Photo: Joseph Crackett
Best mates first, band mates second – the heart of Hockey Dad has always existed in the friendship between duo Zach Stephenson and Billy Fleming, who first met in early childhood, growing up two doors apart in the unassuming, laid back coastal town of Windang, Australia. The foundations for the band began in early 2013, where an underage Fleming and Stephenson would sneak into their local live music haunt to catch their favourite bands. Eventually they were granted regular slots playing to an ever-growing crew of enthusiastic friends turned fans. In 2014 they released their Dreamin’ EP and were finalists in the prestigious triple j unearthed high competition.
Now, the duo are on the verge of releasing their highly-anticipated second album Blend Inn, the follow up to 2016’s debut Boronia. Where Boronia celebrated the long days of summers past, of mates, the ocean and the sublime naivety of youth, Blend Inn is Fleming and Stephenson coming to us with more perspective, following a year of relentless touring which took them far from the streets and waves of their hometown.
The growth that Hockey Dad have experienced over the past 18 months has been no accident. The fast-paced, punk style of Billy’s drums is executed in perfect synchronicity with Zach’s jangly guitar, anthemic choruses and ever confident vocals to give life to their unmistakable and infectious brand of surf-rock. After the release of their debut Boronia in August 2016, they travelled extensively through North America playing headline and support shows, including showcases at SXSW and a Canadian tour with Dune Rats. 2017 also took them to the UK, Europe, plus an Australian tour with icons Wavves in some of the country’s biggest venues – a world away from the 70 cap band room where Hockey Dad first cut their teeth.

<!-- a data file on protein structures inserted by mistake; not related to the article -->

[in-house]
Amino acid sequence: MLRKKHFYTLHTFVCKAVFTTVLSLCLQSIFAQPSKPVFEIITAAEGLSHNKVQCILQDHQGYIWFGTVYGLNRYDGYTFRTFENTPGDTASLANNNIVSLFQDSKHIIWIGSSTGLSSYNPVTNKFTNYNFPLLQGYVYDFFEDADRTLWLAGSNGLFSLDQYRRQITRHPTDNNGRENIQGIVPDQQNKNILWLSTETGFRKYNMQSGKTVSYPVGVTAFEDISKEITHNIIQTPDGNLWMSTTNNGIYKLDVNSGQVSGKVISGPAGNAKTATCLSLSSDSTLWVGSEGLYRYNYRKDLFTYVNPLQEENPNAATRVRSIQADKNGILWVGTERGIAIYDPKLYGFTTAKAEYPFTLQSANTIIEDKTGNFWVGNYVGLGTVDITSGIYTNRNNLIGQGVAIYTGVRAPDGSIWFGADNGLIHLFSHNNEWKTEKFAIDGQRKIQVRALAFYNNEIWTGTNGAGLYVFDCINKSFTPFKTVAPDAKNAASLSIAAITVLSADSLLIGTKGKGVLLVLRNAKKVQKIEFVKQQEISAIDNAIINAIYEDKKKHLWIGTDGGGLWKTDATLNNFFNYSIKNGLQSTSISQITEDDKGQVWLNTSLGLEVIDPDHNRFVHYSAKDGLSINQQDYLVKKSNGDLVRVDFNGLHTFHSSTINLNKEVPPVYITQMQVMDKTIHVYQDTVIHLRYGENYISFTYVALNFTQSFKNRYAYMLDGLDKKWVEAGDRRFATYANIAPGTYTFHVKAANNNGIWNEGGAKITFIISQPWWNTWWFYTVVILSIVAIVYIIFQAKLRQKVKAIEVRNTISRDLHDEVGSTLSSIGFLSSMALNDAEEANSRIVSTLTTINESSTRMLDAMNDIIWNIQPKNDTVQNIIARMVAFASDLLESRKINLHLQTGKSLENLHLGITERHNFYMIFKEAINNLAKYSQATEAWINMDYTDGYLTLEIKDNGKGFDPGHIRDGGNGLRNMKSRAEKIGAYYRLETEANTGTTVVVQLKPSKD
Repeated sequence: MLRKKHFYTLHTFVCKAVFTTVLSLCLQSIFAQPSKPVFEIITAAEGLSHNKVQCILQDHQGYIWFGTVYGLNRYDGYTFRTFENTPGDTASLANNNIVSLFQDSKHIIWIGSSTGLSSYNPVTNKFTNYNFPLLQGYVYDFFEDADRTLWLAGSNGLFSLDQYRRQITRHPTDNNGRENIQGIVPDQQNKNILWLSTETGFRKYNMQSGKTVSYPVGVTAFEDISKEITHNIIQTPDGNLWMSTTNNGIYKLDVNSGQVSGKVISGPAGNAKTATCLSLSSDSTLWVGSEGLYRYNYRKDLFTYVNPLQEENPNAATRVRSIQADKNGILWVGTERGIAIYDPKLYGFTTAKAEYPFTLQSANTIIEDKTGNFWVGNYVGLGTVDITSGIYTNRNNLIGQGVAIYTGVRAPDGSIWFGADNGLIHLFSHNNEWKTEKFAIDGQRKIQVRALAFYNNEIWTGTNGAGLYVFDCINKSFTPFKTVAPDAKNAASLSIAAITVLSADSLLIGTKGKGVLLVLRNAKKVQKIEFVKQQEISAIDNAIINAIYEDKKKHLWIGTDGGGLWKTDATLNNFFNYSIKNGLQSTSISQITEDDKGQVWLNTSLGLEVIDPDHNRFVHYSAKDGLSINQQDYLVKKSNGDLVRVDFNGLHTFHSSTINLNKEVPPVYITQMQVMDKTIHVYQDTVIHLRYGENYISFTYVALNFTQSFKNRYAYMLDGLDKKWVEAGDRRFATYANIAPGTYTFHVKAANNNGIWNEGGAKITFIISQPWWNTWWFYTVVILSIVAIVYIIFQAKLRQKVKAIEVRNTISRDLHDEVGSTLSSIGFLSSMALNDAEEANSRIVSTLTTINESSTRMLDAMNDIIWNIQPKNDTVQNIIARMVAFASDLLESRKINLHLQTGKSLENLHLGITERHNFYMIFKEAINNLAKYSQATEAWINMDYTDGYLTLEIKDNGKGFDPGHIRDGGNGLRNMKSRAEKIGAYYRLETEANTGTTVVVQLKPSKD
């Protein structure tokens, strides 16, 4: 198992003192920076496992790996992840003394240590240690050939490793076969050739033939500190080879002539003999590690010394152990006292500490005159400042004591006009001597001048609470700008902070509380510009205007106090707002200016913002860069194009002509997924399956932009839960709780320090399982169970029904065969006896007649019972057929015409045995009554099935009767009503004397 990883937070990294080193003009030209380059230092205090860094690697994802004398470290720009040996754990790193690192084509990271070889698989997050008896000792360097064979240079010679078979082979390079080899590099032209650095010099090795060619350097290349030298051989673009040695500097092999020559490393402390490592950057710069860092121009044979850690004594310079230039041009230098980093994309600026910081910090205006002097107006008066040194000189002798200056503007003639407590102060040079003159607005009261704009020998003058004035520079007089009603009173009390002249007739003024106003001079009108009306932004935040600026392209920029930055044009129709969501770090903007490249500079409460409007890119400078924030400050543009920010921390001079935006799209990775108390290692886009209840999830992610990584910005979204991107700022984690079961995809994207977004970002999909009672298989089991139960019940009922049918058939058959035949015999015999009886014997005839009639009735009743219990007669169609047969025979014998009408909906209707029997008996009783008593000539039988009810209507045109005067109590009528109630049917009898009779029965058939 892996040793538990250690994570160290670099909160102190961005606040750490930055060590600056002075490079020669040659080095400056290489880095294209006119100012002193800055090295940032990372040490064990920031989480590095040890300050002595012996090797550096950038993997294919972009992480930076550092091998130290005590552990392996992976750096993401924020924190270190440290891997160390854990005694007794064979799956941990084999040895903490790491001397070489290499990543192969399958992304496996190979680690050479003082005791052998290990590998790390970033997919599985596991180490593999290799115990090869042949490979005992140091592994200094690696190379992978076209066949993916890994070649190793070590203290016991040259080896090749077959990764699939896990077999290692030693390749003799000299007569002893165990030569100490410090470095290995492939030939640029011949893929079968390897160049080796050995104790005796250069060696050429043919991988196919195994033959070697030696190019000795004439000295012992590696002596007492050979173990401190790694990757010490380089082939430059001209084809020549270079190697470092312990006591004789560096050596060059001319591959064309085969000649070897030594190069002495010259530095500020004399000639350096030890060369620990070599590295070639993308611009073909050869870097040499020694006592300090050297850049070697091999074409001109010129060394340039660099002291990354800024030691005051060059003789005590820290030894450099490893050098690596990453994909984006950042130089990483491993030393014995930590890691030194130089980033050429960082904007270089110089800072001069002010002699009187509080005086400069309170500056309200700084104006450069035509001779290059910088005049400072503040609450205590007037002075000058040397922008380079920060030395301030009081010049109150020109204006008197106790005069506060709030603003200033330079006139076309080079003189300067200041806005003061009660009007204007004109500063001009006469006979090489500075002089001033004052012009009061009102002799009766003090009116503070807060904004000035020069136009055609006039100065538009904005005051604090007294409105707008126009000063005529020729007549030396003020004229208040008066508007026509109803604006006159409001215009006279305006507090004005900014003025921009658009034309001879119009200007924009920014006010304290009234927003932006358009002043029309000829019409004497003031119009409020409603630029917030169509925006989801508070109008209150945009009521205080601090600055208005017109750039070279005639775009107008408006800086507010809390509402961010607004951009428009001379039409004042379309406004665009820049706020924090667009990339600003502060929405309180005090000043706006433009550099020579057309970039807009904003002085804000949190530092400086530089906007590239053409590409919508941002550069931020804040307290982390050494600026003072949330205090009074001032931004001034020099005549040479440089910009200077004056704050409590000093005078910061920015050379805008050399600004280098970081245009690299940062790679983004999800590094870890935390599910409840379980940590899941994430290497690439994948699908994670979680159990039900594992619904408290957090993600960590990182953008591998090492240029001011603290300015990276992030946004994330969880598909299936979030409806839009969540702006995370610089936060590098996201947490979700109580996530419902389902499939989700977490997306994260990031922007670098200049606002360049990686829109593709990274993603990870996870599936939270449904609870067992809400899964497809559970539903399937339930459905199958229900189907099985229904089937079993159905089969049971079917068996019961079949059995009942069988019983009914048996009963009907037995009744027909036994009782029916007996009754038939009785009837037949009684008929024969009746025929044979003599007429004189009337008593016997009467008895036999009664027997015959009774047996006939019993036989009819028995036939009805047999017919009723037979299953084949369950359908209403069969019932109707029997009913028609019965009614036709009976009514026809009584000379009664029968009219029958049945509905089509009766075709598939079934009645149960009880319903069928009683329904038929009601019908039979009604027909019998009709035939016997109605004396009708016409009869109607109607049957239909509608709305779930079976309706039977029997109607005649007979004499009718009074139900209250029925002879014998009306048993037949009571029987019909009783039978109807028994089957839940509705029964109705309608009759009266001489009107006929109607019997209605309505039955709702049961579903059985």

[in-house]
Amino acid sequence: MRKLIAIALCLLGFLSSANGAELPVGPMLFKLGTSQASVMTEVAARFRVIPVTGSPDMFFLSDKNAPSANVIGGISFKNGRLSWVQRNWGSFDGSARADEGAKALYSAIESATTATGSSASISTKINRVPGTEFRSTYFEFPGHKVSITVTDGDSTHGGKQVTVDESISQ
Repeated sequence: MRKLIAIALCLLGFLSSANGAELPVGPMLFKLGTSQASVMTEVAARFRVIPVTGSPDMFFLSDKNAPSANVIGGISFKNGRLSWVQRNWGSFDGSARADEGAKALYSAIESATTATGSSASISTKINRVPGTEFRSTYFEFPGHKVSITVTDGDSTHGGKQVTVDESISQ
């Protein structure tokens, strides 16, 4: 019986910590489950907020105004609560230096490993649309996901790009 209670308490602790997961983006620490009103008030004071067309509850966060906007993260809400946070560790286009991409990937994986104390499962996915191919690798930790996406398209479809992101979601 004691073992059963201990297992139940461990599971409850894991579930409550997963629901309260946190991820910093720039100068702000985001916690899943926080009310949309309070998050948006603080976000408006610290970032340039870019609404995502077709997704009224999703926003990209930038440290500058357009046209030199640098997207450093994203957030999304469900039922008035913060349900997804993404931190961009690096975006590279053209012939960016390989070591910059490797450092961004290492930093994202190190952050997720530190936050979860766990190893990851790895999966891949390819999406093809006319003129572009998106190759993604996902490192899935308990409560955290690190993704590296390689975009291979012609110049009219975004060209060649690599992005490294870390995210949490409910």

Landing in Seattle, the recording of Blend Inn began with renowned audio engineer and producer John Goodmanson (Bikini Kill, Sleater-Kinney, Cloud Nothings) at Robert Lang Studios. The studios, supposedly haunted, echo with their iconic past – housing many of rock’s legends over its time, The Foo Fighters, Soundgarden, Death Cab For Cutie, Alice In Chains, for example, but most notably Nirvana, who recorded their last single inside – the mic used by Kurt Cobain still hanging in tribute. Here, Hockey Dad found a home away from home – immortalising their time in the album artwork, which depicts the house in a film photo captured by Fleming.
Where Boronia spoke of a physical place, named for home, Blend Inn refers to somewhere more introspective; “Blend Inn is the part of your head that you want to go to when you’re overseas and wishing you were back home, it’s within” says Fleming “We’re always just trying to be comfortable and semi blending in, so it’s the name we gave to that place you zone out to”. The album is Hockey Dad’s boldest output to date, a natural progression for Fleming and Stephenson as they face the tribulations of young adulthood, a theme reflected across the record. Lead single Homely Feeling is an ode to their roots; “In a way the lyrics of this song reflect on trying to find that “Homely” feeling all the time,” explains Stephenson, “for when you’re surrounded by heaps of people and kinda freaking out..”. I Wanna Be Everybody speaks of social anxiety, Join The Club relays the struggle for self-identity in the face of societal expectation, whilst lighter moments like Sweet Release show the duo taking risks – showcasing Fleming on vocals for the first time.
Blend Inn holds onto the charm and energy of youth which won hearts originally – the playfulness, the edge, that quintessential Hockey Dad surf rock sound – but it comes to us from two people with an expanded mind-set; “We’re still kids,” reflects Fleming “But we’re just a little bit more… tinged”